I am amazed and disappointed at the Nigeria students and youths especially the National Association of Nigeria Students (NANS) which does not see the plight and demand of ASUU to coincide with their interest. It is also shameful that we will find university teachers who rather than join forces with their leadership would align with their oppressors and government to sabotage the struggle to save the university system. The government did not help matters during the negotiation when she prefers the minister of Labour and Employment, a midget to whom the whole business was an ego trip to represent her in the parley with the teachers. There is nexus between education, national growth and development. We are busy borrowing money from China and other international organizations and giving to people with low mentality to manage for us. As it is there is no evidence of transformation from the huge debt because the people we have put our destiny in their hands cannot prioritize on national interest as against narrow selfish group and personal interests. That is why we site projects and institutions because the head of state, or an institution come from the locality, not because of its strategic advantage in building the country and its economy. That is the reason why the government will prioritize construction of rail line to a desert neighbour for filial consideration than to have rail networks connecting other parts of the country for mass transit and rapid economic development.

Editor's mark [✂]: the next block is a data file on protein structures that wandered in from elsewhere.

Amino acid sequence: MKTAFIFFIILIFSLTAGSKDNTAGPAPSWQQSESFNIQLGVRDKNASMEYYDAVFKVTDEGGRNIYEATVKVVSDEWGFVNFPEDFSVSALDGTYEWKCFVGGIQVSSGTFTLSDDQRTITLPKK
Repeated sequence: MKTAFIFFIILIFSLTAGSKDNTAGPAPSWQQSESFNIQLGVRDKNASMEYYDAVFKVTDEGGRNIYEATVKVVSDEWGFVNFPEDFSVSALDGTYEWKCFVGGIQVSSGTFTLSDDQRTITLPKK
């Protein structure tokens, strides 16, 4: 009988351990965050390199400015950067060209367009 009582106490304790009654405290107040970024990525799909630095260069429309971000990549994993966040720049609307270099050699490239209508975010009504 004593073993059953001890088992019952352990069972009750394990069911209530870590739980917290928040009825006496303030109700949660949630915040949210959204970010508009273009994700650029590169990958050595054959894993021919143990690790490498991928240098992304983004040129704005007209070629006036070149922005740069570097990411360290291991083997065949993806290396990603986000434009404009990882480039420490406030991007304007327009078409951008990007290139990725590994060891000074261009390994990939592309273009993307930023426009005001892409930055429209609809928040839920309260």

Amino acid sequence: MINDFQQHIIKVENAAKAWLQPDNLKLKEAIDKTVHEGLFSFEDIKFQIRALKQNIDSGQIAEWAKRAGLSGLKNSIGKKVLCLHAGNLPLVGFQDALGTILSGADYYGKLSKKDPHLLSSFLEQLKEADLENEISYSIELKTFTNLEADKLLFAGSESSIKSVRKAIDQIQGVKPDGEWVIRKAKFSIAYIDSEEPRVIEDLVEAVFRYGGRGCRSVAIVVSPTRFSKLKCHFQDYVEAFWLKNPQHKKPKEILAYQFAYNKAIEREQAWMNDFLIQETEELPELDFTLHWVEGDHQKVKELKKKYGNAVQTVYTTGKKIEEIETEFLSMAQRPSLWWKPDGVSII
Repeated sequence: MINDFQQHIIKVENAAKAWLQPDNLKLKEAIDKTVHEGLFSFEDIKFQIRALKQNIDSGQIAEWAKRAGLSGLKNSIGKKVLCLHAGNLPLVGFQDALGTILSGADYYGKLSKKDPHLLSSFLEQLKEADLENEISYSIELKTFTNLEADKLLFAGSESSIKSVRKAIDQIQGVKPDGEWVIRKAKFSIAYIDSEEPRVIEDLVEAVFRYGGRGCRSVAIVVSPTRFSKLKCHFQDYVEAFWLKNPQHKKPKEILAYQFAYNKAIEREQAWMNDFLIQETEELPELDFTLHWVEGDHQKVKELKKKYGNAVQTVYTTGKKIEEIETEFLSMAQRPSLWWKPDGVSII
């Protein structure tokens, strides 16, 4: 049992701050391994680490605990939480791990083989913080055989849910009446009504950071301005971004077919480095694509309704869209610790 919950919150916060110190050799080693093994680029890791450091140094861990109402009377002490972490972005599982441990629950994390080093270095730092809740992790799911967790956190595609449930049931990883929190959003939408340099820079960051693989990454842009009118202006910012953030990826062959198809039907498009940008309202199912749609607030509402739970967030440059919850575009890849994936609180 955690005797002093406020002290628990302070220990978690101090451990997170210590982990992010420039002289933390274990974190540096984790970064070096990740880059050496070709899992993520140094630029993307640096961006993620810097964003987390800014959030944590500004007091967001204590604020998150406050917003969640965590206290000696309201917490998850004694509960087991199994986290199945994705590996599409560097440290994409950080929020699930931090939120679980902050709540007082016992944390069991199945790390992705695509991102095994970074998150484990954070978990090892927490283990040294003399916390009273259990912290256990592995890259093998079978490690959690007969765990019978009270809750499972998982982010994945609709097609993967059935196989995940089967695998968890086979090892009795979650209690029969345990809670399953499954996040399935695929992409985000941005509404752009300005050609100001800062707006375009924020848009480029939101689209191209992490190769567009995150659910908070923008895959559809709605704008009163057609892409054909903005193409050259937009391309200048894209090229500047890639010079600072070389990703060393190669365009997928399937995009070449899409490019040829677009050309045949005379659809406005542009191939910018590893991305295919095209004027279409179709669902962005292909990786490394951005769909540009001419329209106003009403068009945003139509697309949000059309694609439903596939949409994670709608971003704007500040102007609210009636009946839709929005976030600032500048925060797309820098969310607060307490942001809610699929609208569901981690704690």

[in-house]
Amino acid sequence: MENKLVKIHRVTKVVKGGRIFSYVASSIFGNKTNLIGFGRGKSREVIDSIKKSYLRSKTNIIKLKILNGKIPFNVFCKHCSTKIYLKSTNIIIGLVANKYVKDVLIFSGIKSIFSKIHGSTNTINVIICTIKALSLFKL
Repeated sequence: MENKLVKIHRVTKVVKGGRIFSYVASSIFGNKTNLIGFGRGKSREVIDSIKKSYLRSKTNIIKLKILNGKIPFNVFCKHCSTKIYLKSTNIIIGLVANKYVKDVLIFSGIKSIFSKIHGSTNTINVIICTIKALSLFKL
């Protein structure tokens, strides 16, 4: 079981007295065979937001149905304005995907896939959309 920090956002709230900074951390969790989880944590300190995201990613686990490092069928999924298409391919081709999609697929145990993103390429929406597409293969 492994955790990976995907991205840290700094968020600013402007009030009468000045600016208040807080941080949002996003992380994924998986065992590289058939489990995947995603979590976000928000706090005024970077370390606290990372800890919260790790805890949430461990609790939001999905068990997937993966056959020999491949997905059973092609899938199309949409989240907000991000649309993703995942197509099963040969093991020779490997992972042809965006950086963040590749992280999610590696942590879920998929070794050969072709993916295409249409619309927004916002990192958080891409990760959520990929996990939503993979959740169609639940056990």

Since the month of February, 2022 we have had scarcity of gasoline interminably especially in Abuja the Federal Capital Territory. Lately, we had excuses that inability to deliver petrol to Abuja and northern fringes was caused by flood as the fuel trucks and bowsers could not cross Lokoja. If we had a rail line from Lagos, dedicated to haulage of fuel and goods we probably will not be in such dilemma. That is assuming that the flood did not come as convenient excuse for our inability to make the product available. To save the tertiary education and our country, this is the time for all of us to demand that the government should not exhibit bad faith to unleash industrial disharmony again on the university system; enough is enough. Let the government be magnanimous in victory and pay university teachers their entitlements; it is only right to do so.
Mike Kebonkwu Esq wrote in from Koyen –Hi Kebonkwu Chambers, Wuse, Abuja